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California Parking Services, Inc v. Soboba Band of Luiseno Indians

July 20, 2011

CALIFORNIA PARKING SERVICES, INC., PLAINTIFF AND APPELLANT,
v.
SOBOBA BAND OF LUISENO INDIANS, DEFENDANT AND RESPONDENT.



APPEAL from the Superior Court of Riverside County. Gary B. Tranbarger, Judge. (Super.Ct.No. RIC535124)

The opinion of the court was delivered by: Hollenhorst Acting P. J.

CERTIFIED FOR PUBLICATION

OPINION

Affirmed.

I. INTRODUCTION

Plaintiff and appellant California Parking Services, Inc. (CPS) appeals the denial of its petition to compel arbitration of a dispute with defendant and respondent Soboba Band of Luiseno Indians (Soboba Band) arising out of a contract to provide parking services at the Soboba Casino on the Soboba Band's reservation. We affirm the denial of CPS's petition to compel arbitration because we agree with the trial court that the Soboba Band did not waive its sovereign immunity through the arbitration clause.

II. FACTUAL AND PROCEDURAL BACKGROUND

In March 2007, CPS contracted with the Soboba Band, a federally recognized Indian tribe, to provide valet parking services to the Soboba Casino for three years. The Soboba Band terminated the contract in June 2009 after problems arose during its performance. On August 31, 2009, CPS sought to compel arbitration pursuant to paragraph 7 of their agreement, which read, in pertinent part: "Any disputes under this Agreement that cannot be resolved amicably through a negotiated agreement shall be submitted for resolution to an arbitrator acceptable to both parties. . . . The arbitration need not take place through the American Arbitration Association unless the parties cannot otherwise agree. It shall be conducted in accordance with the Commercial Arbitration Rules of the American Arbitration Association (September 2005 edition or later) excluding Rule 48(c). The decision . . . shall be final and binding on both parties." (Italics added.) The contract also contained a choice-of-law clause, which read: "This Agreement shall be governed by the laws of the State of California and, where applicable, Tribal and Federal law."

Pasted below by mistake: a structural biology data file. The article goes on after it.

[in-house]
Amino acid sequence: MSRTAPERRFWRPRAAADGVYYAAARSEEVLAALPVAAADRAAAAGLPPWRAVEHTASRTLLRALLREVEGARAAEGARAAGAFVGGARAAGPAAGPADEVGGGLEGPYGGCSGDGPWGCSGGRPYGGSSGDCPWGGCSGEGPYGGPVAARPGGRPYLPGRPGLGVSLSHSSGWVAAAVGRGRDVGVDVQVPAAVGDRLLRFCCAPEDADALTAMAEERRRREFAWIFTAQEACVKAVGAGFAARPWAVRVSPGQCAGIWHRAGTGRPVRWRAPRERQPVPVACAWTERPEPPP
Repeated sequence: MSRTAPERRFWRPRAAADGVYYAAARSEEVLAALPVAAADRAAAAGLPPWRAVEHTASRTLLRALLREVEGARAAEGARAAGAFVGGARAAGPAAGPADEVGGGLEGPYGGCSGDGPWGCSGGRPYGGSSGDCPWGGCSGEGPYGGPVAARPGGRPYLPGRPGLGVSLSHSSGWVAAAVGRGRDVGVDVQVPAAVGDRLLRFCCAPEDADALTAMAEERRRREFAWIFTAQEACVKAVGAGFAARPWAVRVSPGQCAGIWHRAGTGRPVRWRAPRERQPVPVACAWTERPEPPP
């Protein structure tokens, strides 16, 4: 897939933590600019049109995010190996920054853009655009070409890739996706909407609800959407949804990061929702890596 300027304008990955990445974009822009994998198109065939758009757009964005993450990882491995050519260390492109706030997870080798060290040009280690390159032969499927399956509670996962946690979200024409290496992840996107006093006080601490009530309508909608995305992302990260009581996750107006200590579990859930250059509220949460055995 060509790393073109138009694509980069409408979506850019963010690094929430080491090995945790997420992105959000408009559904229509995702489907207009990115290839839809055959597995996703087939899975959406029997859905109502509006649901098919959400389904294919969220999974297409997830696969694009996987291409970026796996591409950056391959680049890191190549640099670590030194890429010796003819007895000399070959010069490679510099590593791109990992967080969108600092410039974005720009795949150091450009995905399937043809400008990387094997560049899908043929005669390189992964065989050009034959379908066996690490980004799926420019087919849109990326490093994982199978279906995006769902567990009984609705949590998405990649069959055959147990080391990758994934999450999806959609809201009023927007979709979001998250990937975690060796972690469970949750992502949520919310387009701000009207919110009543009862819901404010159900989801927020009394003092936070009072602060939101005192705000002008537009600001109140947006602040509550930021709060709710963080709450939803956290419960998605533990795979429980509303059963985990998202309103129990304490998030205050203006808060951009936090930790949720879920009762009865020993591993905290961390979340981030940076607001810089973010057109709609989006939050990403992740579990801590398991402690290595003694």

The Soboba Band demurred to the petition to compel arbitration on the basis of sovereign immunity. CPS opposed the demurrer, and the Soboba Band replied to the opposition.

In October 2009, the court heard CPS's petition to compel arbitration, which it denied. The court held that CPS's petition to compel arbitration was barred by sovereign immunity. The court stated the arbitration clause did not waive sovereign immunity because of the "express inclusion [in the contract] of an exclusion of Rule 48(c) [of the Commercial Arbitration Rules of the American Arbitration Association]." Rule 48(c) provides: "Parties to an arbitration under these rules shall be deemed to have consented that judgment upon the arbitration award may be entered in any federal or state court having jurisdiction thereof." (American Arbitration Association, Commercial Arbitration Rules and Mediation Procedures, rule R-48(c) (June 1, 2009) [as of July 12, 2011].) (Rule 48(c).) The court reasoned that excluding Rule 48(c) "can have only one possible meaning, and that's an express refusal . . . of the [Soboba Band] to accept the jurisdiction of State and/or Federal Court."

III. STANDARD OF REVIEW

Ordinarily, we review a denial of a petition to compel arbitration for abuse of discretion. (Whaley v. Sony Computer Entertainment America, Inc. (2004) 121 Cal.App.4th 479, 484.) However, where the trial court's denial of a petition to arbitrate presents a pure question of law, we review the order de novo. (Robertson v. Health Net of California, Inc. (2005) 132 Cal.App.4th 1419, 1425.)

Generally, the issue of whether the trial court had subject matter jurisdiction over an action against an Indian tribe presents a pure question of law. (Warburton/Buttner v. Superior Court (2002) 103 Cal.App.4th 1170, 1180.) Moreover, where the construction and interpretation of a written instrument can be made without the aid of extrinsic evidence and on the basis of the terms contained therein alone, we employ a de novo standard. (Ibid.) Accordingly, a de novo standard is appropriate here, because our role is simply to determine whether the ...


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